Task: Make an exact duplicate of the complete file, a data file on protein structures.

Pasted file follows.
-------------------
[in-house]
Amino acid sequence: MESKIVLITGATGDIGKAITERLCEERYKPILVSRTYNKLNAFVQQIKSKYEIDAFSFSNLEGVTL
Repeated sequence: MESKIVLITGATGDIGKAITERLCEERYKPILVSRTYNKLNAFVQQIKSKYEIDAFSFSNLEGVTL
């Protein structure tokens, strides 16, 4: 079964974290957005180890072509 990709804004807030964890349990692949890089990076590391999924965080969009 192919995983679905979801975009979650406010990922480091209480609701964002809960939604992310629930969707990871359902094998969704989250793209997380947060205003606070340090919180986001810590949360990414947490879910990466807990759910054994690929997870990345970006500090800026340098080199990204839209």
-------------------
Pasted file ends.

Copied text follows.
[in-house]
Amino acid sequence: MESKIVLITGATGDIGKAITERLCEERYKPILVSRTYNKLNAFVQQIKSKYEIDAFSFSNLEGVTL
Repeated sequence: MESKIVLITGATGDIGKAITERLCEERYKPILVSRTYNKLNAFVQQIKSKYEIDAFSFSNLEGVTL
């Protein structure tokens, strides 16, 4: 079964974290957005180890072509 990709804004807030964890349990692949890089990076590391999924965080969009 192919995983679905979801975009979650406010990922480091209480609701964002809960939604992310629930969707990871359902094998969704989250793209997380947060205003606070340090919180986001810590949360990414947490879910990466807990759910054994690929997870990345970006500090800026340098080199990204839209």